Consumer Confidence rose to 65.9 for July, which was quite a bit better than the expected 61.5 figure.  The composition of the report was also improved; while the ‘present’ situation weakened just slightly, the ‘expectations’ piece was much improved from the prior month.  Personal income came in slightly better than expected—at a +0.5% increase for June.  Consumer spending was flat, largely as expected.  As might be expected with the difference, the savings rate rose slightly.

Initial jobless claims increased less than expected, at 365k, versus a forecasted 370k for the July 28 week.  The continuing claims number was also lower at 3,272k for the July 21 week, versus a forecast 3,288k.  Part of the volatility this time of year is due to auto industry shutdowns, which should abate in coming weeks.

The big employment situation report late in the week ended up with nonfarm payrolls rising more than expected in July, at +163,000 versus an estimate of +100,000.  Some of this increase may be due to adjustments from auto plant shutdowns and other seasonal distortions; so, it is important to remember that the initial ‘error’ range for this report is +/- 100,000 per week.  These releases contain much more noise than markets account for.  On the more negative side of the news, while consensus called for no change, the unemployment rate rose from 8.2% to 8.3%.  This was essentially due to the household measure of employment falling faster than the labor force.  Additional data, like work week and wage gains, were flat.

The Employment Cost Index for compensation costs rose a non-annualized +0.5% for the 2nd quarter, which was largely line with the expected figure.  Wage and salary growth decelerated a bit, but only by a tenth of a percent or so.  Why do we care about this number?  It tends to be fairly slow-moving, but labor costs can be an early sign of inflation or lack thereof.  Right now, it’s tracking along at an annualized 2.0%, so in line with everything else for now.

Market Notes

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Markets this week fell early in response to the Fed’s lack of action, but bounced back as the July job numbers were better than expected.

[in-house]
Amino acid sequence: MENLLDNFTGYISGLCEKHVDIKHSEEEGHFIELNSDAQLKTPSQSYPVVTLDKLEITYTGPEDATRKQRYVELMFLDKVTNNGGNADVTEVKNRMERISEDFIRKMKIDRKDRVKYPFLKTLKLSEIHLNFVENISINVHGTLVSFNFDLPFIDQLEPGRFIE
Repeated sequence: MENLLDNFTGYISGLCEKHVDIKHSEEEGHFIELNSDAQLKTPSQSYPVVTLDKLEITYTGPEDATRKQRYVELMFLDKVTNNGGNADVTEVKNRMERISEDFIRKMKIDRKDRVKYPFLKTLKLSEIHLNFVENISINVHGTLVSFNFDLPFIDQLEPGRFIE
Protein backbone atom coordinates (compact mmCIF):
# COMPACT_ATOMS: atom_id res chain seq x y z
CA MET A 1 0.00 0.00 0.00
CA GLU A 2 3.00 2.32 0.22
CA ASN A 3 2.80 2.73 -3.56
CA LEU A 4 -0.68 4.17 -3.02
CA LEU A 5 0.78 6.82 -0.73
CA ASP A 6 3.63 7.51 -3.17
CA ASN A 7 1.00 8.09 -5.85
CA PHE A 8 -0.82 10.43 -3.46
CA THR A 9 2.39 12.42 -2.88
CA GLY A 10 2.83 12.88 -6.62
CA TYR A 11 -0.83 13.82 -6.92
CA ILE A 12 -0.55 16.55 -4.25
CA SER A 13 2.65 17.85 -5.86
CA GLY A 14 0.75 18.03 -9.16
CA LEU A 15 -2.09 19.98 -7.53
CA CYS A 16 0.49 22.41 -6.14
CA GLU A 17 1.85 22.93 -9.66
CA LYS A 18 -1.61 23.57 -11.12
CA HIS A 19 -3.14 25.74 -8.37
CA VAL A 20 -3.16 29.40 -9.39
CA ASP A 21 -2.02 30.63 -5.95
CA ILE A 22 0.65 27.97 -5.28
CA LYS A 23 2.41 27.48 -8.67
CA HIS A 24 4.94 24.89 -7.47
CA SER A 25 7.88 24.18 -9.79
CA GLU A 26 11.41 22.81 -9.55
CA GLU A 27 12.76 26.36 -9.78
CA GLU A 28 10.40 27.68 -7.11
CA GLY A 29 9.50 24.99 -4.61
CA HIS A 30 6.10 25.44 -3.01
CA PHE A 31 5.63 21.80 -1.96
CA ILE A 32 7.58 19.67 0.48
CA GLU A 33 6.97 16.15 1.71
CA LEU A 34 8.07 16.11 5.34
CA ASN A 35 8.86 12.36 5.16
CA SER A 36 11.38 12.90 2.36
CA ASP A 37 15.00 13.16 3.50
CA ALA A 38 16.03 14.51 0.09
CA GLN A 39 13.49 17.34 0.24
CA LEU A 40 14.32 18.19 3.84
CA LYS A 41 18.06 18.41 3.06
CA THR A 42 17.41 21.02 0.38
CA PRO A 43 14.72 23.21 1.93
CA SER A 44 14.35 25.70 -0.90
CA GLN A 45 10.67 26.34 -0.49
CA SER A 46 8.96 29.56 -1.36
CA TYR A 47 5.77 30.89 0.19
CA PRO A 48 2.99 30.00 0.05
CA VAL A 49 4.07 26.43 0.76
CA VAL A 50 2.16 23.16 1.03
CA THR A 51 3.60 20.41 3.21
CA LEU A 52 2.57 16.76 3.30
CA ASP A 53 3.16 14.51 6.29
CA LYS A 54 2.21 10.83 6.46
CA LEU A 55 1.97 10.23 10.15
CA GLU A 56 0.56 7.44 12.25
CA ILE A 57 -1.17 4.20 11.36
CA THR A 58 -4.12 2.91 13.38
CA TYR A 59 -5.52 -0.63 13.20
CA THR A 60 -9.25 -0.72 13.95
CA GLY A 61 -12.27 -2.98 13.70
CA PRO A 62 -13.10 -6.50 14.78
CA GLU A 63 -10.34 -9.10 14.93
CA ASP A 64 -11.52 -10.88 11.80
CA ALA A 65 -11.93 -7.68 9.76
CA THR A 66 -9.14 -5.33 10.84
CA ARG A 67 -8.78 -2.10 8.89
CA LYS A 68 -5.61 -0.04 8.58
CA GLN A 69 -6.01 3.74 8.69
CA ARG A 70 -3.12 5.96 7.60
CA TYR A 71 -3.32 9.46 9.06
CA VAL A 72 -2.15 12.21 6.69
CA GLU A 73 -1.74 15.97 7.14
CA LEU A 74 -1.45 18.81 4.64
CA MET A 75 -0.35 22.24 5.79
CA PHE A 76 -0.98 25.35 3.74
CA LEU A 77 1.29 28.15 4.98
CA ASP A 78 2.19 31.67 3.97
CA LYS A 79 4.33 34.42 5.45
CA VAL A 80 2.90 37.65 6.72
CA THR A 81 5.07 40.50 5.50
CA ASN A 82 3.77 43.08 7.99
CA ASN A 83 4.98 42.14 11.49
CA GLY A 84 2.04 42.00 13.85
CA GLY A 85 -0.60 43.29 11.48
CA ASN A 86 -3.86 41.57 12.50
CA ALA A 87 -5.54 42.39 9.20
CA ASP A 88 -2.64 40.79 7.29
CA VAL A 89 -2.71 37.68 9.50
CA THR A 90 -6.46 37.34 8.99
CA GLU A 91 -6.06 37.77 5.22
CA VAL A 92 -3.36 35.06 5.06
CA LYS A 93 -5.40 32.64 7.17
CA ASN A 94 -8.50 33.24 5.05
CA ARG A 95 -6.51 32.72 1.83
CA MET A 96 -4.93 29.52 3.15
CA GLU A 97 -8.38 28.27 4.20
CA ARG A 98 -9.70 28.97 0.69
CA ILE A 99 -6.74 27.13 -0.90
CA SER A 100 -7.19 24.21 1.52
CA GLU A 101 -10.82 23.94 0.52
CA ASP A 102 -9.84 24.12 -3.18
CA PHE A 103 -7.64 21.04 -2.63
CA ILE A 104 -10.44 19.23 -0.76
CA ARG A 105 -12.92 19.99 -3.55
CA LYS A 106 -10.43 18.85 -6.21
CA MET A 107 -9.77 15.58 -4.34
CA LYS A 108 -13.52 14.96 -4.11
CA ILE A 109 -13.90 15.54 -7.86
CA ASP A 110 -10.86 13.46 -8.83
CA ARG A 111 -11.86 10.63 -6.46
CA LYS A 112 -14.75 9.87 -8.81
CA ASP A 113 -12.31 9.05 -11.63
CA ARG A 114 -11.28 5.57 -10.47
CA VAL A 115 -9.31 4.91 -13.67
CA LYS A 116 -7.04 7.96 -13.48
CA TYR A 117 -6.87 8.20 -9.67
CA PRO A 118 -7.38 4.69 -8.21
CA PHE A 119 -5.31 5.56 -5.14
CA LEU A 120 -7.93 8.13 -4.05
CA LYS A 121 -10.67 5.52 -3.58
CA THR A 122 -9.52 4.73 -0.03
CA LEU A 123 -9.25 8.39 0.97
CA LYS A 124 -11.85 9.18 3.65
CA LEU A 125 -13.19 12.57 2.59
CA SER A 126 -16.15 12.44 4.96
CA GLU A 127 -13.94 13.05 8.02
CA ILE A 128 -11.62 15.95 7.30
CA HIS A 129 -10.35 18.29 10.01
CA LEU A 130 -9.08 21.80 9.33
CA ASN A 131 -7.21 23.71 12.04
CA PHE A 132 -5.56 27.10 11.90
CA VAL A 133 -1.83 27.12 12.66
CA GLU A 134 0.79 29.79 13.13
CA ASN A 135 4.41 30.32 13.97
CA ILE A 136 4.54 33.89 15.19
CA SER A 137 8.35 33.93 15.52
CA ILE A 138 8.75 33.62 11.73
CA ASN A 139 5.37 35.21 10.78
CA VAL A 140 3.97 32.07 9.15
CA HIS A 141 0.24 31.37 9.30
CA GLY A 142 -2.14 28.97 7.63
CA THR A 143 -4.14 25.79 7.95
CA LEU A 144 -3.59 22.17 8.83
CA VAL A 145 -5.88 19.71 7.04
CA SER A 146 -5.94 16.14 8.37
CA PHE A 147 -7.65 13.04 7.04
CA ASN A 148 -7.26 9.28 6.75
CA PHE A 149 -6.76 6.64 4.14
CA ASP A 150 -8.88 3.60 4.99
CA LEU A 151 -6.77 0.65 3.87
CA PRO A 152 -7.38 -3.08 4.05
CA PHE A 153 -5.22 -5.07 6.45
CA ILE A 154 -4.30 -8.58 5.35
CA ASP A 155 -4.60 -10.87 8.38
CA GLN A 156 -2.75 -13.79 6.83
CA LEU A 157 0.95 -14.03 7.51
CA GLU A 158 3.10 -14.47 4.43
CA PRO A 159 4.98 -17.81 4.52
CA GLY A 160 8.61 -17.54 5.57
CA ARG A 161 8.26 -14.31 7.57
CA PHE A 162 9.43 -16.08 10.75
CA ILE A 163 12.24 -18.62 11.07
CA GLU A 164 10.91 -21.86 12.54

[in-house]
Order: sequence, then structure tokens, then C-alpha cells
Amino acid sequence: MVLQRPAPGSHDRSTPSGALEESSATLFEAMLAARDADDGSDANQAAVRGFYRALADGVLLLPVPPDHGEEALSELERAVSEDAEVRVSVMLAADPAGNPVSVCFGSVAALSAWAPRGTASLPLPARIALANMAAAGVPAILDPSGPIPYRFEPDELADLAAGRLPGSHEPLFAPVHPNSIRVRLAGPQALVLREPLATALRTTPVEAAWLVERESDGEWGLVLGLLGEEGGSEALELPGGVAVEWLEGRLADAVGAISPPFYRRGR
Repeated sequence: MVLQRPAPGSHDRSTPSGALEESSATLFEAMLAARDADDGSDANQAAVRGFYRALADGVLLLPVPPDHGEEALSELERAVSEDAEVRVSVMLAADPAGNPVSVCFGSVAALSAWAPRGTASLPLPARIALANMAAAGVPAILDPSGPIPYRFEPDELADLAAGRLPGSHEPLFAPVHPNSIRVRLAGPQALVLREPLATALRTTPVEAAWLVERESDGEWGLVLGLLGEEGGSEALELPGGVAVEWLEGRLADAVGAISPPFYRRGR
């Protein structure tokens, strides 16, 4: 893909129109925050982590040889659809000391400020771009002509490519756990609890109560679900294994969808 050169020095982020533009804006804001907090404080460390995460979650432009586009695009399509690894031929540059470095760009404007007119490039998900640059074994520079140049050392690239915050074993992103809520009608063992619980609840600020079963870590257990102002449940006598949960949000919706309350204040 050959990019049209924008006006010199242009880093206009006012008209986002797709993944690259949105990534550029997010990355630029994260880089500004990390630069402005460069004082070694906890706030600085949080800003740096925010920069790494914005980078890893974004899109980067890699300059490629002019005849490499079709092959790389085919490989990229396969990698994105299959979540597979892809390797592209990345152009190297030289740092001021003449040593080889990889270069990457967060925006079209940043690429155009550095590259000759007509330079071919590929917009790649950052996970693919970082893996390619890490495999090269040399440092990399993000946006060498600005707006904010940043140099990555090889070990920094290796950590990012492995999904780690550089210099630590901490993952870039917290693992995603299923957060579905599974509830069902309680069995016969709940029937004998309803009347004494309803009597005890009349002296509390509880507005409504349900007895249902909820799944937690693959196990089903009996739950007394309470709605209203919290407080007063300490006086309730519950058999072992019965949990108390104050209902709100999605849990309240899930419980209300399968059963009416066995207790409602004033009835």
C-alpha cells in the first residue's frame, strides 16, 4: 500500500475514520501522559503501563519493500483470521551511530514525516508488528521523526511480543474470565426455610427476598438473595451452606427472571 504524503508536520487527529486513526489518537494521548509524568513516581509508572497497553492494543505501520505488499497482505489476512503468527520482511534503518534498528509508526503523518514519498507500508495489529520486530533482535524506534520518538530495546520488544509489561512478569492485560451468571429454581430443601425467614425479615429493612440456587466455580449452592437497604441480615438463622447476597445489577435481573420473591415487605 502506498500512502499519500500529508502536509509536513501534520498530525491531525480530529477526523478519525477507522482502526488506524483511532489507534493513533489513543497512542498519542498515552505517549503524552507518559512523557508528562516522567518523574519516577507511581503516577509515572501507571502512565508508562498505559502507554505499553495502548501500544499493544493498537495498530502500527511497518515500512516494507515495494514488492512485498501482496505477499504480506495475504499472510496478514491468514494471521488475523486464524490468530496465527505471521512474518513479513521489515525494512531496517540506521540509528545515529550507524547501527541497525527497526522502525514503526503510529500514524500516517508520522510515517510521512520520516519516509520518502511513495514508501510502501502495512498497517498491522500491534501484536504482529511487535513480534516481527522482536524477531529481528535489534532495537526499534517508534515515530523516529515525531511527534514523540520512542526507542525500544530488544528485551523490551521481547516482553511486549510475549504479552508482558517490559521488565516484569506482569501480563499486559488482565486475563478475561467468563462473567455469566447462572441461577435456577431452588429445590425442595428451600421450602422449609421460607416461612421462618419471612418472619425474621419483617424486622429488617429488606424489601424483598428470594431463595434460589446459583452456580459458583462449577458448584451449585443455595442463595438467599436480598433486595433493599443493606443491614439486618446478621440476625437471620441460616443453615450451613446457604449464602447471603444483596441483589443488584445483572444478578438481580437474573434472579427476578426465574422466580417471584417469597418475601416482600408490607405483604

Large-cap outperformed small cap (as it has all year thus far), and technology and industrials came out as the best performing sectors, while health care and utilities lagged the most.  However, U.S. stocks were outperformed by foreign despite the initial lackluster response to Draghi’s comments.

Government bonds were generally flat, with limited Treasury yield curve movement, but it was a more positive week for ‘credit,’ such as high yield, floating rate and foreign debt (especially emerging market bonds).

In commodity markets, the accommodative central bank sentiment helped energy markets, and agricultural commodities gained on continued difficult weather conditions.  Industrial and precious metals were generally weaker.

Have a good week.

Karl Schroeder, RFC, CSA, AACEP

Investment Advisor Representative

Schroeder Financial Services, Inc.


Sources:  FocusPoint Solutions, Associated Press, Barclays Capital, Bloomberg, Deutsche Bank, Goldman Sachs, JPMorgan Asset Management, Morgan Stanley, MSCI, Morningstar, Northern Trust, Oppenheimer Funds, Payden & Rygel, PIMCO, Thomson Reuters, Schroder’s, Standard & Poor’s, U.S. Bureau of Economic Analysis, U.S. Federal Reserve, Wells Capital Management, Yahoo!, Zacks Investment Research.  Index performance is shown as total return, which includes dividends, with the exception of MSCI-EM, which is quoted as price return/excluding dividends.  Performance for the MSCI-EAFE and MSCI-EM indexes is quoted in U.S. Dollar investor terms.

The information above has been obtained from sources considered reliable, but no representation is made as to its completeness, accuracy or timeliness.  All information and opinions expressed are subject to change without notice.  Information provided in this report is not intended to be, and should not be construed as, investment, legal or tax advice; and does not constitute an offer, or a solicitation of any offer, to buy or sell any security, investment or other product.  Schroeder Financial Services, Inc. is a registered investment advisor.